Concert review: Crosby, Stills & Nash take fans on greatest hits tour

CROSBY, STILLS & NASH

Thursday/The Star Theatre

John Lui

They are here, after pulling through the standard thicket of supergroup problems - addiction to drugs both hard and soft, time in jail (David Crosby, for drug and weapons charges), one liver transplant (again, for Crosby, once famed for his appetite) and most of all, the bickering that has fractured the group more than once.

The trio have survived all that to be on stage, each one present and accounted for. Which band formed in the 1960s can say that?

So the group's signature tight harmonies were occasionally a little sour. Crosby Stills & Nash could have masked it with backup singers, as The Beach Boys did in 2012 when they played here, but the septugenarians on stage let it all hang out.

When you have a fan base as loyal and a list of hits as long as theirs, you do not have to aim for perfection.

From my seat reserved for the media, located at the rear of the near-full Star Theatre, I could not tell if lingering resentments remained.

Graham Nash, standing in the middle flanked by Stephen Stills and Crosby, did most of the talking.

Banter was kept to a minimum because there was a back catalogue of hits to plough through. At one point, as more and more audience members shouted requests, as if the group were a jukebox, Nash genially pointed out that an all-hits show would take a month to complete.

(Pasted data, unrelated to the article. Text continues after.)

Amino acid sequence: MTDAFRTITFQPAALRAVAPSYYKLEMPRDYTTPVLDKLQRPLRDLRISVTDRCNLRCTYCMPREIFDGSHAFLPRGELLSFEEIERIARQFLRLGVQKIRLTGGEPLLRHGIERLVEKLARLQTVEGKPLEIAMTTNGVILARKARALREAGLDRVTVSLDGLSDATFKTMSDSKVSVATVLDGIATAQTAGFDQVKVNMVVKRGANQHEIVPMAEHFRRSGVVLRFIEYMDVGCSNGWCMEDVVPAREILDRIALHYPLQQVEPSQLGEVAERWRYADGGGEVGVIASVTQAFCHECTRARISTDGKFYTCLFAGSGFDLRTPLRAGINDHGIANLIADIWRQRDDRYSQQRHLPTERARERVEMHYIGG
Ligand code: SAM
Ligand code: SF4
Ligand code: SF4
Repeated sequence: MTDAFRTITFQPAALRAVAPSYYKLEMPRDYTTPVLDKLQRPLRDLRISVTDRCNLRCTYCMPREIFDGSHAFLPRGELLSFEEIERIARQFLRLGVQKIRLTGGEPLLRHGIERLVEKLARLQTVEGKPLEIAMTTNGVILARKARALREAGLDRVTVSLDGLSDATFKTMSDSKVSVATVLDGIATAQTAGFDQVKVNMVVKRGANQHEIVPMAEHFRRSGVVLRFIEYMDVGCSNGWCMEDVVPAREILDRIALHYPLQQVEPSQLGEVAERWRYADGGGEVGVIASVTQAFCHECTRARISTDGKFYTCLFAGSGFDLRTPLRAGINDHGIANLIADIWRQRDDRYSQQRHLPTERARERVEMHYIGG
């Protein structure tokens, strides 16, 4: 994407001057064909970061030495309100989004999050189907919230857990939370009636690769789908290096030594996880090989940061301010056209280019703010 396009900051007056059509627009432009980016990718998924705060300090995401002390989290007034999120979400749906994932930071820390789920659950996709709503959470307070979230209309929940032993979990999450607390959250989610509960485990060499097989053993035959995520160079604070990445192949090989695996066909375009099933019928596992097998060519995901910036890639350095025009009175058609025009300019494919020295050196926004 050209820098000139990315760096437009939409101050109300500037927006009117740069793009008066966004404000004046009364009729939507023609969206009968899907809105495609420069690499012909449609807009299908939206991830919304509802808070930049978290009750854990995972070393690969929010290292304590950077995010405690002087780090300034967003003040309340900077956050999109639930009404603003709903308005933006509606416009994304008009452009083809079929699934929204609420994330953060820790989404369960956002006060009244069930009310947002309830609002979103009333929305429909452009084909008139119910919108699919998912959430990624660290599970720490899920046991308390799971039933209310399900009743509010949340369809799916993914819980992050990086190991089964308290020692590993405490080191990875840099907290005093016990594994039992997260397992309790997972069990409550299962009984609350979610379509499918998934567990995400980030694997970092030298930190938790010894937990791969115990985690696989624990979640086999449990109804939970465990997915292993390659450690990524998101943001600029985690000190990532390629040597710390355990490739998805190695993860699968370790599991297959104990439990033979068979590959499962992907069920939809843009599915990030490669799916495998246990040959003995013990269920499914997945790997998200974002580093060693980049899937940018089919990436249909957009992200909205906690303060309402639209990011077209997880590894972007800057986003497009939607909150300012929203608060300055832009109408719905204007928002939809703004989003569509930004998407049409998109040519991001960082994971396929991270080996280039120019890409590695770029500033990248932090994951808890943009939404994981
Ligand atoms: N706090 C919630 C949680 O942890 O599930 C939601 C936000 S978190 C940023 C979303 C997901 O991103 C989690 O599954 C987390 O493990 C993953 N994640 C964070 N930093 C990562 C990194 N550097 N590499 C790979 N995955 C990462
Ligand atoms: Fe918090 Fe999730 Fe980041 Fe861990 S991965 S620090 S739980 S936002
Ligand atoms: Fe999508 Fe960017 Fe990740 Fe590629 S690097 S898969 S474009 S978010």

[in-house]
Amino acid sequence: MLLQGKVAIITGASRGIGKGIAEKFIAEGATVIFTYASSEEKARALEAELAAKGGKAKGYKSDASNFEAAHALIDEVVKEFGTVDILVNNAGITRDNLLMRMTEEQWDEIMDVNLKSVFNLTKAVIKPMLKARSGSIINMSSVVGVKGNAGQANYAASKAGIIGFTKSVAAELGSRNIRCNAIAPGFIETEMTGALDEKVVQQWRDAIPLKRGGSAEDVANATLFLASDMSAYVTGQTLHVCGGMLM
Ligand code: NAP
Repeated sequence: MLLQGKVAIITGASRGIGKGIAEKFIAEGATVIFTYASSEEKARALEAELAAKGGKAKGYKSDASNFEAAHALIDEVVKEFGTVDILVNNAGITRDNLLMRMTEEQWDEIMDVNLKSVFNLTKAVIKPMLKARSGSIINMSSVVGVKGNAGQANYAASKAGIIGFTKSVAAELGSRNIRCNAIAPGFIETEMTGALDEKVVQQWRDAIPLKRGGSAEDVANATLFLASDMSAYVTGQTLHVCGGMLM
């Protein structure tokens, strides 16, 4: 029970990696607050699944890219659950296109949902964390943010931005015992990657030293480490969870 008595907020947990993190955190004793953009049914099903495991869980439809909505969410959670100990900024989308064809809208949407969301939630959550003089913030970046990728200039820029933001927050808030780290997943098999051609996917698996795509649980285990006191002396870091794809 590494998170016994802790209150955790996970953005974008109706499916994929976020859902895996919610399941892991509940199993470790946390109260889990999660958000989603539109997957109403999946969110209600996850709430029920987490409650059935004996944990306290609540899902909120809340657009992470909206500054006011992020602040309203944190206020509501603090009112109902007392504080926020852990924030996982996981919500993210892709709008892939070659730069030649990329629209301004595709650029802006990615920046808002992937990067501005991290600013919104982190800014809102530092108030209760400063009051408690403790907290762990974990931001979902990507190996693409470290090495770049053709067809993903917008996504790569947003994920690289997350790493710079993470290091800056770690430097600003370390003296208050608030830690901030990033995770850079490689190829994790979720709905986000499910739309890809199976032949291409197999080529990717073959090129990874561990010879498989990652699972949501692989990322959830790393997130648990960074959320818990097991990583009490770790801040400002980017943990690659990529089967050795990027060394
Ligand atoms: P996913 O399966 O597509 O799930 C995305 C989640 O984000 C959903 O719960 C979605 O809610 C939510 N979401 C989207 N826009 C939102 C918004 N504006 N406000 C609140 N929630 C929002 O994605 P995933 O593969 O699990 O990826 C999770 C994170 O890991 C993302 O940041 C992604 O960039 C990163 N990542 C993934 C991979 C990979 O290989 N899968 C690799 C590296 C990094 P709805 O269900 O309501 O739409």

The set kicked off with Carry On, a four-on- the-floor rocker penned by Stills, anchored by a nagging acoustic guitar strum pattern.

On it rolled, the list picking up songs from the pre-Neil Young first album (Marrakesh Express, Guinnevere, Wooden Ships, Helplessly Hoping), as well as the second, which had by then included the Canadian musician (Carry On, Teach Your Children, Almost Cut My Hair, Our House, Deja Vu).

Nash said they played his song Wasted On The Way at the request of chef Justin Quek, who hosted them at his Sky On 57 restaurant. This was the first time they have covered the tune in a decade, Nash added. That must have been one heck of a lunch.

Missing were tunes written by off-and-on member Young, such as the call-to-arms protest song Ohio. Also missed was the hippie anthem Woodstock, penned by Joni Mitchell (who was dating Graham Nash at the time).

The crowd, fully loosened up by the first encore, took part in a call-and-response with Love The One You're With and in the second encore, Teach Your Children.

The band ended the night with the third, Suite: Judy Blue Eyes, its rousing do-do-do final chorus sending the crowd home on a high.

johnlui@sph.com.sg